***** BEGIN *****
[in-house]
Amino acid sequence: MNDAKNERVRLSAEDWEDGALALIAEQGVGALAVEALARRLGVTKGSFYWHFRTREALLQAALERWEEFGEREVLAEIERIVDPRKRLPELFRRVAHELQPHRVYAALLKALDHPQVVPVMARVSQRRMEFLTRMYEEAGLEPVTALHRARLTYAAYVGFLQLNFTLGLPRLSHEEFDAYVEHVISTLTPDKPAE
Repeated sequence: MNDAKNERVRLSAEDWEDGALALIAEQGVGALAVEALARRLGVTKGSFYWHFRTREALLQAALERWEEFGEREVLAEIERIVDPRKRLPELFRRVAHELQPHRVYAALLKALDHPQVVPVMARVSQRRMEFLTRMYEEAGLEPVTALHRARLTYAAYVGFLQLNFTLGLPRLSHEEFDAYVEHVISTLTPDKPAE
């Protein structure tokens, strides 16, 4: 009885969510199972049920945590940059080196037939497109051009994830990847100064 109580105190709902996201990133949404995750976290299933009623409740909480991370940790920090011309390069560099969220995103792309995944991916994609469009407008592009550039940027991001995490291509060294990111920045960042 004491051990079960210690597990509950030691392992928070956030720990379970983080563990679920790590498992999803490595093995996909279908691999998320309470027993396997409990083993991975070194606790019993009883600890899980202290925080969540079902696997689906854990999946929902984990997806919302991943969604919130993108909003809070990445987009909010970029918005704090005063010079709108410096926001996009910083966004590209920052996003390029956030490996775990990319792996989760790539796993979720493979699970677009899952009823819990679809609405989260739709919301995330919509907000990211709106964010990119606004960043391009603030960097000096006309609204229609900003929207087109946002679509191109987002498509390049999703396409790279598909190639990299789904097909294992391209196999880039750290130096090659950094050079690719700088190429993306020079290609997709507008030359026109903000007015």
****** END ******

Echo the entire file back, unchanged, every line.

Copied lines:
[in-house]
Amino acid sequence: MNDAKNERVRLSAEDWEDGALALIAEQGVGALAVEALARRLGVTKGSFYWHFRTREALLQAALERWEEFGEREVLAEIERIVDPRKRLPELFRRVAHELQPHRVYAALLKALDHPQVVPVMARVSQRRMEFLTRMYEEAGLEPVTALHRARLTYAAYVGFLQLNFTLGLPRLSHEEFDAYVEHVISTLTPDKPAE
Repeated sequence: MNDAKNERVRLSAEDWEDGALALIAEQGVGALAVEALARRLGVTKGSFYWHFRTREALLQAALERWEEFGEREVLAEIERIVDPRKRLPELFRRVAHELQPHRVYAALLKALDHPQVVPVMARVSQRRMEFLTRMYEEAGLEPVTALHRARLTYAAYVGFLQLNFTLGLPRLSHEEFDAYVEHVISTLTPDKPAE
């Protein structure tokens, strides 16, 4: 009885969510199972049920945590940059080196037939497109051009994830990847100064 109580105190709902996201990133949404995750976290299933009623409740909480991370940790920090011309390069560099969220995103792309995944991916994609469009407008592009550039940027991001995490291509060294990111920045960042 004491051990079960210690597990509950030691392992928070956030720990379970983080563990679920790590498992999803490595093995996909279908691999998320309470027993396997409990083993991975070194606790019993009883600890899980202290925080969540079902696997689906854990999946929902984990997806919302991943969604919130993108909003809070990445987009909010970029918005704090005063010079709108410096926001996009910083966004590209920052996003390029956030490996775990990319792996989760790539796993979720493979699970677009899952009823819990679809609405989260739709919301995330919509907000990211709106964010990119606004960043391009603030960097000096006309609204229609900003929207087109946002679509191109987002498509390049999703396409790279598909190639990299789904097909294992391209196999880039750290130096090659950094050079690719700088190429993306020079290609997709507008030359026109903000007015």